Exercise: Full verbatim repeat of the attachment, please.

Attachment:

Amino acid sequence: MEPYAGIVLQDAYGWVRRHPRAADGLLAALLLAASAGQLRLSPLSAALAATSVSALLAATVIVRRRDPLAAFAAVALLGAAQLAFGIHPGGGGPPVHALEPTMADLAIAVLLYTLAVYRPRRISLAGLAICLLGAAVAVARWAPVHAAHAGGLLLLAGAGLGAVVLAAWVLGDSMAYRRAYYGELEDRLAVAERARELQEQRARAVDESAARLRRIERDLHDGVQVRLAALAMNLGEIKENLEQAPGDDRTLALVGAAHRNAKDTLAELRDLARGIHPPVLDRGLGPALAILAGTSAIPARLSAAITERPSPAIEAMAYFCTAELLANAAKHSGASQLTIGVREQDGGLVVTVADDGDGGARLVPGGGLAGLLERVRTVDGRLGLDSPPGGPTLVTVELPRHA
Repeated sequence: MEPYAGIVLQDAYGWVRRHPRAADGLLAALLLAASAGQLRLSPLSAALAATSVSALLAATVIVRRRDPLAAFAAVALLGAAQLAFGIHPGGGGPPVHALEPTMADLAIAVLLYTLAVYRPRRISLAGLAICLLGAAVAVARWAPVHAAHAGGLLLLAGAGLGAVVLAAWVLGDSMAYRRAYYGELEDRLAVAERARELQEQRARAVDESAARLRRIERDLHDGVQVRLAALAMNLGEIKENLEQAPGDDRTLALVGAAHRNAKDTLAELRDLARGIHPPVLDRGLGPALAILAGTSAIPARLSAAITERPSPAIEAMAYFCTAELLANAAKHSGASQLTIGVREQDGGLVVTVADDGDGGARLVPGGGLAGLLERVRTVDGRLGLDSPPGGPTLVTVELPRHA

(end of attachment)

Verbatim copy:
Amino acid sequence: MEPYAGIVLQDAYGWVRRHPRAADGLLAALLLAASAGQLRLSPLSAALAATSVSALLAATVIVRRRDPLAAFAAVALLGAAQLAFGIHPGGGGPPVHALEPTMADLAIAVLLYTLAVYRPRRISLAGLAICLLGAAVAVARWAPVHAAHAGGLLLLAGAGLGAVVLAAWVLGDSMAYRRAYYGELEDRLAVAERARELQEQRARAVDESAARLRRIERDLHDGVQVRLAALAMNLGEIKENLEQAPGDDRTLALVGAAHRNAKDTLAELRDLARGIHPPVLDRGLGPALAILAGTSAIPARLSAAITERPSPAIEAMAYFCTAELLANAAKHSGASQLTIGVREQDGGLVVTVADDGDGGARLVPGGGLAGLLERVRTVDGRLGLDSPPGGPTLVTVELPRHA
Repeated sequence: MEPYAGIVLQDAYGWVRRHPRAADGLLAALLLAASAGQLRLSPLSAALAATSVSALLAATVIVRRRDPLAAFAAVALLGAAQLAFGIHPGGGGPPVHALEPTMADLAIAVLLYTLAVYRPRRISLAGLAICLLGAAVAVARWAPVHAAHAGGLLLLAGAGLGAVVLAAWVLGDSMAYRRAYYGELEDRLAVAERARELQEQRARAVDESAARLRRIERDLHDGVQVRLAALAMNLGEIKENLEQAPGDDRTLALVGAAHRNAKDTLAELRDLARGIHPPVLDRGLGPALAILAGTSAIPARLSAAITERPSPAIEAMAYFCTAELLANAAKHSGASQLTIGVREQDGGLVVTVADDGDGGARLVPGGGLAGLLERVRTVDGRLGLDSPPGGPTLVTVELPRHA